CED

February 2015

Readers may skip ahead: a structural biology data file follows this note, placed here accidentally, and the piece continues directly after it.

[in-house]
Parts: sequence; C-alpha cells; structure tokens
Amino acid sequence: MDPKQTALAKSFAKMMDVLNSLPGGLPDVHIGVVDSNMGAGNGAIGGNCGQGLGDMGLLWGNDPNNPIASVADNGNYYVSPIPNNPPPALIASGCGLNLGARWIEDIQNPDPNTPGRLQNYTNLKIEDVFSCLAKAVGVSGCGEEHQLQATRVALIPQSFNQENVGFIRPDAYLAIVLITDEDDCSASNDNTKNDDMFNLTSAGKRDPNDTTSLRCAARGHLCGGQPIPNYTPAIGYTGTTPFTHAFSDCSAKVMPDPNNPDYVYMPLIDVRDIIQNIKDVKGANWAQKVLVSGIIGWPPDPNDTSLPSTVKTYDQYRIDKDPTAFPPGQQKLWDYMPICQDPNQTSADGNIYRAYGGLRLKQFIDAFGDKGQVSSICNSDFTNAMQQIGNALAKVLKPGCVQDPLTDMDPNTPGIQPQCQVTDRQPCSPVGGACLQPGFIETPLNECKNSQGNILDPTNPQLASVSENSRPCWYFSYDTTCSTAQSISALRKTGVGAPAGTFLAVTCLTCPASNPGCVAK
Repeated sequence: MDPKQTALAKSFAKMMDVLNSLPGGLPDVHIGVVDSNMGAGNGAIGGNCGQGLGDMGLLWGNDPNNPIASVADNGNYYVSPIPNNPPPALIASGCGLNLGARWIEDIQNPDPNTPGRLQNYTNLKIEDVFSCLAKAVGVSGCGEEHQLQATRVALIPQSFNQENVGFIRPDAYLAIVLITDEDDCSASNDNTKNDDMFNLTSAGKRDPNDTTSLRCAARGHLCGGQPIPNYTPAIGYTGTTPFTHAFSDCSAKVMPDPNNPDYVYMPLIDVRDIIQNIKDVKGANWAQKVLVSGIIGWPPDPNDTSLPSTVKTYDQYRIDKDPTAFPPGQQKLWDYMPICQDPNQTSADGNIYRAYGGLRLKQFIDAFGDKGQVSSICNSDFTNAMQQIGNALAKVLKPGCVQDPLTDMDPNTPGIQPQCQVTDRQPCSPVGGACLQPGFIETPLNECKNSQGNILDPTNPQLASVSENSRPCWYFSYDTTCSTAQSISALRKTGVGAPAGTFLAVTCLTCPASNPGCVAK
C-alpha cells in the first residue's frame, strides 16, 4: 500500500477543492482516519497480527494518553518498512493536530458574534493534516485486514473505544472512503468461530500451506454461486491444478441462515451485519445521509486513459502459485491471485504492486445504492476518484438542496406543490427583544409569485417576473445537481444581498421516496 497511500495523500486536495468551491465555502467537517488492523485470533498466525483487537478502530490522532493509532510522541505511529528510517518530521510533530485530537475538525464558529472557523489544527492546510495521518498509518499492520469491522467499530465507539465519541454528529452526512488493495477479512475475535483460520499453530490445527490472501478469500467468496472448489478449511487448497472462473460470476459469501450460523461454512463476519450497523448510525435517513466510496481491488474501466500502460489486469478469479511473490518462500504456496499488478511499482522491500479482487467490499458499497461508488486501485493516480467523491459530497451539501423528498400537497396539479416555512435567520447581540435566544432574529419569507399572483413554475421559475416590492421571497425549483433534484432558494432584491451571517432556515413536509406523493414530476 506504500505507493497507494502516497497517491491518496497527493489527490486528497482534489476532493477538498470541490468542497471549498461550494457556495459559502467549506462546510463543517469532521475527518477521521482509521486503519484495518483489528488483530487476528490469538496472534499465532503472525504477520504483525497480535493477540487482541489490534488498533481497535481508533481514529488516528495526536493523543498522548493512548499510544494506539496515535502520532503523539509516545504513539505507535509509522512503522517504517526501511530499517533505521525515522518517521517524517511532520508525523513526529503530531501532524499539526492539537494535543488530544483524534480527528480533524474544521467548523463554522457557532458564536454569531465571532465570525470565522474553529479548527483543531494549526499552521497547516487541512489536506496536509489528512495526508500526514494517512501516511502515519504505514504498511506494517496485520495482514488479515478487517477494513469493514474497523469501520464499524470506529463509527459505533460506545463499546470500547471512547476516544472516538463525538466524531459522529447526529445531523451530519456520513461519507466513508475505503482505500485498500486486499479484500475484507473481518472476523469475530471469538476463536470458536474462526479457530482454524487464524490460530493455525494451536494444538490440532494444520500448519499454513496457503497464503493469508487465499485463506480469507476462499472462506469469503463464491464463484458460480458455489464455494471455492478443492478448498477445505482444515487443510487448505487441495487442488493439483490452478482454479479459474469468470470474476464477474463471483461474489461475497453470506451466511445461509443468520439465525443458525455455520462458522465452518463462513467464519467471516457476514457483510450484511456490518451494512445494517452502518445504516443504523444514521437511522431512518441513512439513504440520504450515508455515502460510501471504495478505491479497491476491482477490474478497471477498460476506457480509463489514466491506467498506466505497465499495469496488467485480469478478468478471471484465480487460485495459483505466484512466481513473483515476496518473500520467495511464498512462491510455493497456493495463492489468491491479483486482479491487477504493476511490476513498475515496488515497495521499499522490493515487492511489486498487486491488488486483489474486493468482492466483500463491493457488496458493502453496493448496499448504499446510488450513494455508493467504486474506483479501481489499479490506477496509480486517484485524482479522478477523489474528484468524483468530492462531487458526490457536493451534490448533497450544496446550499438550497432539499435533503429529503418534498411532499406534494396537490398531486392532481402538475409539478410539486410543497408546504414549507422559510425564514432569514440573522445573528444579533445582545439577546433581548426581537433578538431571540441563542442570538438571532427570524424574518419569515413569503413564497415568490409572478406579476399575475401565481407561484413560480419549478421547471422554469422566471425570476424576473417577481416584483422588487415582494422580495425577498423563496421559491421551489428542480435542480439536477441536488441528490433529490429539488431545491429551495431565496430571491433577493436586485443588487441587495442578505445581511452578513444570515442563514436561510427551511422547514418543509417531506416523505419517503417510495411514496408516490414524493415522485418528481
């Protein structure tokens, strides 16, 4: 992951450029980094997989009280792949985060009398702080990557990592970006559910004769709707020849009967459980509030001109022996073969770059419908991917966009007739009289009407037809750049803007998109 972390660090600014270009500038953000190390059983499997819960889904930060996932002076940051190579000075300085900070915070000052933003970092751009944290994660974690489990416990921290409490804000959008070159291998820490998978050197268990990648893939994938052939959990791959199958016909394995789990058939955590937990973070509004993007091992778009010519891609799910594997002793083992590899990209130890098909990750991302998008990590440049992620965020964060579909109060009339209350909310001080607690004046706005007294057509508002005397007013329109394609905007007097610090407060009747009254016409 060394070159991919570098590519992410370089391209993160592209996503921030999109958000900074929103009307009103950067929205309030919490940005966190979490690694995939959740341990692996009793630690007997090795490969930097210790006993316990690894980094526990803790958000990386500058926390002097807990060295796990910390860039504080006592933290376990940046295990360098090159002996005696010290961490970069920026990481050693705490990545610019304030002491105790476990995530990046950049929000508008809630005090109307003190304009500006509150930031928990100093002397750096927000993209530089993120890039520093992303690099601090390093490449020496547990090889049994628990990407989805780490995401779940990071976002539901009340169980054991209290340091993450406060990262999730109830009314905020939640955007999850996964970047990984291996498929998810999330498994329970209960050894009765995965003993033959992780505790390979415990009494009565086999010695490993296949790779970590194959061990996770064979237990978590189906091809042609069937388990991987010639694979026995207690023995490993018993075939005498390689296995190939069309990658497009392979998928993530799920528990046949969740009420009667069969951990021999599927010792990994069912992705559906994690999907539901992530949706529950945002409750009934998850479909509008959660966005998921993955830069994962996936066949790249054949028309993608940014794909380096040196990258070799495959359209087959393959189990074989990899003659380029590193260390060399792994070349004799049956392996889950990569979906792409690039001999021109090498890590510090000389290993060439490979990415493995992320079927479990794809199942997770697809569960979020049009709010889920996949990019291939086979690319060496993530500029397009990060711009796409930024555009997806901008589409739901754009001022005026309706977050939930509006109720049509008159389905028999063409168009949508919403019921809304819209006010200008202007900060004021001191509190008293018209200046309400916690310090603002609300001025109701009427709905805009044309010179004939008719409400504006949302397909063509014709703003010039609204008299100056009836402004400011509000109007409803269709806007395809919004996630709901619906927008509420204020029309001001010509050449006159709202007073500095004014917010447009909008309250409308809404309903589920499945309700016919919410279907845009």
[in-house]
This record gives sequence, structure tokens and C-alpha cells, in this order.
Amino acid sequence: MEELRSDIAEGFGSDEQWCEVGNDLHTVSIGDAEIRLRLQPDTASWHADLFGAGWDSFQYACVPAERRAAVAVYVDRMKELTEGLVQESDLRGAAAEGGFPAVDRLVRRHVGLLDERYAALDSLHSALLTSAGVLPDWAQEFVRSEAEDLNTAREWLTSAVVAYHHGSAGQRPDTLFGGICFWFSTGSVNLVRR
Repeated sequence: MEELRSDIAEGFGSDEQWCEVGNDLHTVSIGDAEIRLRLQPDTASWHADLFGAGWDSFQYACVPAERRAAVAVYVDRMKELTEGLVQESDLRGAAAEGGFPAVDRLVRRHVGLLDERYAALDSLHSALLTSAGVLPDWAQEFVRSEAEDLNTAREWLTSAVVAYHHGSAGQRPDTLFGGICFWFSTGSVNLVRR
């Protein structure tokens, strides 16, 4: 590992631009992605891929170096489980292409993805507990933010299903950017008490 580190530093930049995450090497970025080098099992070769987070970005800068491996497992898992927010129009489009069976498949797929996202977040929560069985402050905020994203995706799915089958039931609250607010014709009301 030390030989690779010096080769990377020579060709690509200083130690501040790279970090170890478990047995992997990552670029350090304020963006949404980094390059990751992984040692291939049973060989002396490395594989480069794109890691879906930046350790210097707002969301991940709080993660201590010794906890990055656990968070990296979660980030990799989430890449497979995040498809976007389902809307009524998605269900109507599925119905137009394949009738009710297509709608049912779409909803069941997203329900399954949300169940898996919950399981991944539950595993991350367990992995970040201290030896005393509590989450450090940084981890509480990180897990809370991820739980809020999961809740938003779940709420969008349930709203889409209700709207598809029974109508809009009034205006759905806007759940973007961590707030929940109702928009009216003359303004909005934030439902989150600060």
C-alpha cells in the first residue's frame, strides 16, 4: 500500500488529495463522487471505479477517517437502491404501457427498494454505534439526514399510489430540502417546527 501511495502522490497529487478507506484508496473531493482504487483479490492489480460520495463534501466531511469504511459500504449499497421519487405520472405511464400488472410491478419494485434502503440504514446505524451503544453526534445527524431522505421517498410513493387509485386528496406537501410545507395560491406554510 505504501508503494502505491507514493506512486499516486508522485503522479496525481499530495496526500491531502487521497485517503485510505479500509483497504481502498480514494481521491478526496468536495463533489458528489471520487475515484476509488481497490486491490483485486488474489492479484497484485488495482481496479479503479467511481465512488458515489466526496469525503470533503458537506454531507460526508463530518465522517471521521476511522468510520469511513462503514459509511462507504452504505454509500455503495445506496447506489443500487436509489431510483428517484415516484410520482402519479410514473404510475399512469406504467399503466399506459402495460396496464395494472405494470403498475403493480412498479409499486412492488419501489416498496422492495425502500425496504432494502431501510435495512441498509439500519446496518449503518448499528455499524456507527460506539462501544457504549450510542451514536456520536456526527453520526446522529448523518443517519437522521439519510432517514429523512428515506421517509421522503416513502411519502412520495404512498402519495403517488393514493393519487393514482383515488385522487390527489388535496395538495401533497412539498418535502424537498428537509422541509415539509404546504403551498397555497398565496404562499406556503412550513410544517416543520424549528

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February 2015 | Construction Equipment Distribution | www.cedmag.com | 31 Shilling reflects on his first AED convention in 1981. "I was in awe. I was 30 years old and meeting dealer principals twice my age, and interest- ing owners and managers." He's been to every annual Summit since, and he says, "I still enjoy the networking and rubbing elbows with some of the most interesting people in the industry." A Good Future Takes Planning Today at 63, he's all about pumping the energy and enthusiasm of young minds into the industry through workforce programs, into AED through new Future Leaders engagement, and – living proof of his future-focus – he keeps it real right at his own company with a smooth- running succession plan that has moved a group of under-40 guys into ownership, including Shilling's son Jonathan. Whereas some owners procrastinate succession planning, Shilling and his partner Jerry Kern turned their atten- tion to creating a strong plan a few years ago, knowing it would take time to enable their successors to buy them out. e two had acquired the company from its third and senior owner, Orvis Stockstad in 2000, and over the course of several years enjoyed growth that ultimately doubled the size of General Equipment & Supplies. "It became obvious to Jerry and me that if we were going to pass the busi- ness on, whether to key employees or family members, that we were going to have to start a long ways in advance – otherwise we were going to have to say, 'Forget it,' and sell to a third party conglomerate with enough cash to pay for it, " Shilling explained. "We didn't want the company to change a great deal from what we had. A lot of dealers probably have the same concerns," he added. "Aer we've grown this thing it's like your child. We don't like the idea of selling to some- body who's going to make wholesale changes, fire a bunch of people, and run it totally differently." So for two years they worked with a consultant and set in motion a 12-year buyout process whereby the senior owners have sold stock to the young team, who are making payments back to Shilling and Kern in semi-annual installments. When they do retire in a couple of years, the pair will remain on the board and basically "kind of check on things and then pick up a check and go home," said Shilling. "It's like a weight's off our shoulders now, because we know what's going to happen and everything is running pretty close to how we had hoped. It's a giant relief." Living Values Shilling's dad was a contractor who had worked in construction at the end of the Depression, then in the Army Corp of Engineers during World War II, and he was part of the post-war boom. From his model, Don says he learned the value of being conservative with resources and money, a strong work ethic, as well as an attitude that dares your competitor by doing the job faster, safer, cheaper and better. Construction is a different brand of brutal out in the Rough Riders state – with maybe seven or eight months of good weather, deadlines get intense and contractors work holidays, week- ends, and two shifts to meet promised completion dates. As a kid watching dad under pres- sure, he saw that "when something broke down, it really threw a monkey wrench into the schedule," he said. Which actually prepared Don for the (continued on next page)

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